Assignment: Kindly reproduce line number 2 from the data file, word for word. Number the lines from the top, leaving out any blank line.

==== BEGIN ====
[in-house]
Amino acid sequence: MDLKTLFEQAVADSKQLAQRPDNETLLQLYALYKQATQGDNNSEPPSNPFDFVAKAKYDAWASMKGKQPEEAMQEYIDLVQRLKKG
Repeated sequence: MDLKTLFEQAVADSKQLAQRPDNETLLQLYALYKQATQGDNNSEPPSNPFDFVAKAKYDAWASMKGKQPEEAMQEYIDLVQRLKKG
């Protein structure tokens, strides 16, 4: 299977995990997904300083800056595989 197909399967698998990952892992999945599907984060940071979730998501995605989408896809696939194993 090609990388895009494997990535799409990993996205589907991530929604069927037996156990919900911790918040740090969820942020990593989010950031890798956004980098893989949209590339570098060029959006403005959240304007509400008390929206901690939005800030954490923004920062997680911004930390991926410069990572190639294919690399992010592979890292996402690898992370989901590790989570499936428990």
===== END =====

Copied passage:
Amino acid sequence: MDLKTLFEQAVADSKQLAQRPDNETLLQLYALYKQATQGDNNSEPPSNPFDFVAKAKYDAWASMKGKQPEEAMQEYIDLVQRLKKG